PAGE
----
JUBA - International pressure bore down Saturday on the two sides in South Sudan's bloody violence to open peace talks to keep the young nation from sliding into civil war.
East African and Horn of Africa peace brokers gave until December 31 for President Salva Kiir and de facto rebel leader Riek Machar, whom Kiir sacked as vice president in July, to start face-to-face talks and stop two weeks of fighting that is thought to have left thousands dead.
"We, government, are ready to meet even before that," South Sudan's Vice President James Wani Igga told reporters. "It's now up to Machar to accept the ceasefire."
The government on Saturday reiterated accusations that Machar was mobilising thousands of youths to attack its interests.
"Dr Riek mobilises his... youths, up to 25,000... and wants to use them to attack the government" in the eastern state of Jonglei, where rebels said to support Machar briefly captured the regional capital, Bor, earlier this month, government spokesman Michael Makuei told AFP.
"They are able to attack any time," he added. "We are in a state of alert to protect the civilian populations."
But Moses Ruai Lat, spokesman for the rebels, rejected this, saying the former vice-president was "not mobilising his tribe," the Nuer, South Sudan's second biggest ethnic group.
Those young people were regular soldiers turning their back on the government and had not been drafted by Machar, he added.
The regional grouping the Inter-Governmental Authority on Development is spearheading efforts to end the fierce battles for control over several strategic oil-producing areas notably in the north of South Sudan.
The United Nations, Washington and Beijing are also pressing for talks.
"IGAD has already come out with the condition that the contending parties should negotiate within four days beginning from Friday," Ethiopian foreign ministry spokesman Dina Mufti said Saturday.
"So we are awaiting results."
Spokesmen for IGAD said President Kiir had on Friday expressed willingness for an "immediate" ceasefire though Machar would not immediately commit to a truce.
The rebel leader said he first wanted a mechanism to monitor any ceasefire as well as the release of all his political allies arrested when trouble first broke out.
The conflict, fuelled by an old rivalry between Kiir and Machar, has fanned ethnic differences between Kiir's Dinka group and Machar's Nuer clan in the country, which won independence from Sudan in 2011.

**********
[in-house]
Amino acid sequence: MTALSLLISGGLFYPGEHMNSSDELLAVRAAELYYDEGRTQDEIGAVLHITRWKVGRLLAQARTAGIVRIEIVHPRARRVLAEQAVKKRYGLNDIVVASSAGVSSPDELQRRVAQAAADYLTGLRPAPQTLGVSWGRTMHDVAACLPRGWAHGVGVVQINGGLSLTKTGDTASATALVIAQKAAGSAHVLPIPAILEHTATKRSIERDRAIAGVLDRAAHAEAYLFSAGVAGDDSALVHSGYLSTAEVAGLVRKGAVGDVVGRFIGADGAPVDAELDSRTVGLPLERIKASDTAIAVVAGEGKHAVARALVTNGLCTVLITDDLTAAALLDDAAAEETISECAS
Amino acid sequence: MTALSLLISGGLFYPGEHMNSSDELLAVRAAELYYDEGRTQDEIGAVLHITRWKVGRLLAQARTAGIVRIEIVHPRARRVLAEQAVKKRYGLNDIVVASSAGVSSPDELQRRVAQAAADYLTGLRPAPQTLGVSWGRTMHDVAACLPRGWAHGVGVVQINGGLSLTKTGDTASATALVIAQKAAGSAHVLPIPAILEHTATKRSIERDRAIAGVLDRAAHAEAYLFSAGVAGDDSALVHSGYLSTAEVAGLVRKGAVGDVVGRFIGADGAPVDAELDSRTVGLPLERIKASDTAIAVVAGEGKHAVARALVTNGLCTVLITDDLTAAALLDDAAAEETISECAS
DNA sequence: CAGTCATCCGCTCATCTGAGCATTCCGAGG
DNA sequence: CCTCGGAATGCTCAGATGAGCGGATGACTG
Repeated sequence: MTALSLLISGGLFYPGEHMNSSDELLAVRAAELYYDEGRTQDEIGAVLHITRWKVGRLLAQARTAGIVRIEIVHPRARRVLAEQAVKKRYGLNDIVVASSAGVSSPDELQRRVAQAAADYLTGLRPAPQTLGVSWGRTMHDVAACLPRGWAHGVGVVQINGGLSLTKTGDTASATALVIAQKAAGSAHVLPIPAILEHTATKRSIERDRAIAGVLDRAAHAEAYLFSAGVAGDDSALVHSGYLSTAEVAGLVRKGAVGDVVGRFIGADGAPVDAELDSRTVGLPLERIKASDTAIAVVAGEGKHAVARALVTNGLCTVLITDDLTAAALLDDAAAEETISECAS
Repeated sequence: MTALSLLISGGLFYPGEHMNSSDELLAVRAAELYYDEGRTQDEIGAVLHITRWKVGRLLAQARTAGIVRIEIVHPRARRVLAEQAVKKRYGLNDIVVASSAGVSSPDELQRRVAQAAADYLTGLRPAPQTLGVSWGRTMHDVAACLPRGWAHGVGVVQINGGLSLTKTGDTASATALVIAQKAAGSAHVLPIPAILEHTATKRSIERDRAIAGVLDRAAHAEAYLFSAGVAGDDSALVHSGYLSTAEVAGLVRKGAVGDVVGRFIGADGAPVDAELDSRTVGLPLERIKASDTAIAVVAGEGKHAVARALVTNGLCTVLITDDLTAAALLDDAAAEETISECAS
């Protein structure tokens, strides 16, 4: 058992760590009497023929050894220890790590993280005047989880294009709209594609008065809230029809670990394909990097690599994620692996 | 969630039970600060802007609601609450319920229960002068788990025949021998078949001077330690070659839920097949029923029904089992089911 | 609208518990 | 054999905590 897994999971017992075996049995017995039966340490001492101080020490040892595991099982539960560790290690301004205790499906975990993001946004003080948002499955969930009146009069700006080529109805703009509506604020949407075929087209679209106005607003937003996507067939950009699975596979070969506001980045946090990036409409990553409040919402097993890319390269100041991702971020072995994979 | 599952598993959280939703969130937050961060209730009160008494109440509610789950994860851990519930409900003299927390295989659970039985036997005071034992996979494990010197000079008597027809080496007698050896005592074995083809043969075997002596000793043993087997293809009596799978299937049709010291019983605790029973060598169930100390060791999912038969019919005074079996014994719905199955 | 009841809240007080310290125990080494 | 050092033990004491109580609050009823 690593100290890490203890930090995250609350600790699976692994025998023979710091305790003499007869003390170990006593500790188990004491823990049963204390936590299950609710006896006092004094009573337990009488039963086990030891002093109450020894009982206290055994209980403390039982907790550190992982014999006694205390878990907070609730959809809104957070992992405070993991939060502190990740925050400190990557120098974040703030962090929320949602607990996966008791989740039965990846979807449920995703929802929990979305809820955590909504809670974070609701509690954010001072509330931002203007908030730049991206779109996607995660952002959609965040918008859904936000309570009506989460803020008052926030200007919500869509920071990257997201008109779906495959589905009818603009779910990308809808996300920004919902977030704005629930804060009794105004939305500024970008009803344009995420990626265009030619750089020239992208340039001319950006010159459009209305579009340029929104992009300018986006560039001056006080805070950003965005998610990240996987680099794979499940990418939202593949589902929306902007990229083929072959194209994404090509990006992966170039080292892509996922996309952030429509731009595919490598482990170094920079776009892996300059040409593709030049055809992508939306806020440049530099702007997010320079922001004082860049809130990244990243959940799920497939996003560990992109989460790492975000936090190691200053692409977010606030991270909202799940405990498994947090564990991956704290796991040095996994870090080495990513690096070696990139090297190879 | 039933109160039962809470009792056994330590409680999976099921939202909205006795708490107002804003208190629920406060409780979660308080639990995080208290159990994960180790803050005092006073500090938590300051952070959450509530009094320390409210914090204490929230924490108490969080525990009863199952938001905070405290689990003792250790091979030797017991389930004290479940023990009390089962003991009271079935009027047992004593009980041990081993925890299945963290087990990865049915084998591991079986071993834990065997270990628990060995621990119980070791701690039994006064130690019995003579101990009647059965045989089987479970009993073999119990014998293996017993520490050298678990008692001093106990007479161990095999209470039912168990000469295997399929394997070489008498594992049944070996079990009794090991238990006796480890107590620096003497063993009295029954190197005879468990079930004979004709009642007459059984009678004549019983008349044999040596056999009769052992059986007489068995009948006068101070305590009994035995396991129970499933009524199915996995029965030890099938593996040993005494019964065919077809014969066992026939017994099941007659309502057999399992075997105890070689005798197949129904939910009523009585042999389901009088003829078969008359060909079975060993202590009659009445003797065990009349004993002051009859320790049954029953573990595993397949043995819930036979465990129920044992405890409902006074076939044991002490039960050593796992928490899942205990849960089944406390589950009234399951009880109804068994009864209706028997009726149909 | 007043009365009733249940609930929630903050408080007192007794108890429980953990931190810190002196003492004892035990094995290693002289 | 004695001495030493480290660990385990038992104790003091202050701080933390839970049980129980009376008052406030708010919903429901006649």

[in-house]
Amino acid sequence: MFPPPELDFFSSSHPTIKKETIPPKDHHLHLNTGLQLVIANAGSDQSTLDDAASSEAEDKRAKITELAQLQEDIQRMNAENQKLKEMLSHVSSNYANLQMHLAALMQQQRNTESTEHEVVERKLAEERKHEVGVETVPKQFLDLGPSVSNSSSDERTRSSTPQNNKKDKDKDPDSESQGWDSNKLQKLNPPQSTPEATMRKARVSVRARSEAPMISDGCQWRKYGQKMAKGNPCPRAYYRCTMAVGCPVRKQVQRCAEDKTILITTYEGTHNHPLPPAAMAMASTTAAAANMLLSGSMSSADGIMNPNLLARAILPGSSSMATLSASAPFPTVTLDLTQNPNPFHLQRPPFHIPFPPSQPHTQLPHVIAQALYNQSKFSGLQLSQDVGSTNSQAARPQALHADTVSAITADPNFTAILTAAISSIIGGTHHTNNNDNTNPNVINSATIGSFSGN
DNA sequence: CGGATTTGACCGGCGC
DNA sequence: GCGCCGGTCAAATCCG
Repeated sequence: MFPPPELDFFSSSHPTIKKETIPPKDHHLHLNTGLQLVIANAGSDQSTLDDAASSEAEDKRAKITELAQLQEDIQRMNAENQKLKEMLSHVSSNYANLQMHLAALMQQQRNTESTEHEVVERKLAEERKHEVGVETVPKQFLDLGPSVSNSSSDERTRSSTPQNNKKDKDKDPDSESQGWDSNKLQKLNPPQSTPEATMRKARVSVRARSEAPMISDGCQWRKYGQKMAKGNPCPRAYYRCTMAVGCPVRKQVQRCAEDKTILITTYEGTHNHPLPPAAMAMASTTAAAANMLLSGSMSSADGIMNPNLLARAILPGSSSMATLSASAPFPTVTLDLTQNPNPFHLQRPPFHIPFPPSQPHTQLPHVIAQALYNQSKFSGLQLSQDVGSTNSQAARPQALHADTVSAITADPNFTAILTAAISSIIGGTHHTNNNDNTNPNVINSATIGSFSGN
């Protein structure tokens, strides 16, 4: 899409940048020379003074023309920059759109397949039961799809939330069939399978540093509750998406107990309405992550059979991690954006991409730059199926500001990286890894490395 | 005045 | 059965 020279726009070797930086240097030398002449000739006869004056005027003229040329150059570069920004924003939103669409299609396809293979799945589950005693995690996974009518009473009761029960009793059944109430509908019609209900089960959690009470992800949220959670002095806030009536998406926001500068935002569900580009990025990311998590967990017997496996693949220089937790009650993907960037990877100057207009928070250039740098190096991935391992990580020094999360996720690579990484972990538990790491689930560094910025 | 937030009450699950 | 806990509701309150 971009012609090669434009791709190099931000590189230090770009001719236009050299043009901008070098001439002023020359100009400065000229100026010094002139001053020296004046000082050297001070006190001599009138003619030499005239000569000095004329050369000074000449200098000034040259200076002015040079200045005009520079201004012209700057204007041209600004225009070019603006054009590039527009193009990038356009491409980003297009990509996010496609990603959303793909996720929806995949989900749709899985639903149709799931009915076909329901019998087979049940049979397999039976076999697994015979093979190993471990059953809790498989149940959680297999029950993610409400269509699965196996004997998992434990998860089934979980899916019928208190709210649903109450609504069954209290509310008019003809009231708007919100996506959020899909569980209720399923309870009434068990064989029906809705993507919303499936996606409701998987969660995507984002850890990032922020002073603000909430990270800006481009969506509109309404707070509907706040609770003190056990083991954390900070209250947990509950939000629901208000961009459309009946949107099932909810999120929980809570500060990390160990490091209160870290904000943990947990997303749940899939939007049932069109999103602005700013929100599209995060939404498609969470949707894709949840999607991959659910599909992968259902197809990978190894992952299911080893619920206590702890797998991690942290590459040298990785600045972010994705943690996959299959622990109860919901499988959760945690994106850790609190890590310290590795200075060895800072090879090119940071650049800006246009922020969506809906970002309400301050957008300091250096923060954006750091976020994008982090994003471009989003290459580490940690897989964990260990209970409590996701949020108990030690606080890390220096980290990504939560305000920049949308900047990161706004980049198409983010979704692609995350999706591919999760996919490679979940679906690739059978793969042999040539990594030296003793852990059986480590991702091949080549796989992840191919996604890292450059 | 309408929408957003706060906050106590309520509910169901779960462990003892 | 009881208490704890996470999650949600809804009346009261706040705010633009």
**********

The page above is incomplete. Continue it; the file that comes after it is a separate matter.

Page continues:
Reports of massacres, rapes and murders have emerged in recent days. The United Nations -- whose hard-pressed peacekeepers are to be doubled to more than 12,000 -- said one mass grave had been discovered and large numbers of uncollected bodies were seen outside at least one UN base.
The fighting erupted December 15 after Kiir accused his former vice president of trying to mount a coup. Machar has denied the allegation and retorted that Kiir was trying to eliminate his rivals.
Rebels quickly took control of a few key regional cities including Bentiu, in the northern oil-producing state of Unity, as well as Bor which was recaptured by the army on Tuesday.
On Saturday, South Sudan army spokesman Philip Aguer told AFP that all was calm in the main flashpoint areas of recent days, including Malakal, capital of the oil-rich northeastern Upper Nile state, in Bor and in Unity state where the army said it pushed back rebel attacks on Friday.
'If attacked you respond'
Aguer insisted his troops would implement any truce agreed by the government and rebels but vowed they would riposte if attacked.
The death toll nationwide is said to be several thousand. The United Nations has said more than 120,000 residents have been displaced since the conflict started.
A source at the UN High Commissioner for Refugees in the Sudanese capital Khartoum told AFP that the agency was investigating reports that hundreds of South Sudanese had fled into neighbouring Sudan.
UN Secretary General Ban Ki-moon this week condemned the ethnic attacks as "a grave violation of human rights" and warned that those responsible would be "held accountable".
The United Nations sent in the first peacekeeping reinforcements on Friday -- a 72-member UN police unit from Bangladesh -- and more troops and equipments were expected to arrive Saturday.
The extra troops will almost double the size of the UNMISS mission in the country to a total of up to 12,500 soldiers and 1,300 police.
South Sudan, the world's youngest nation, became independent after a civil war that killed more than two million people between 1983 and 2005.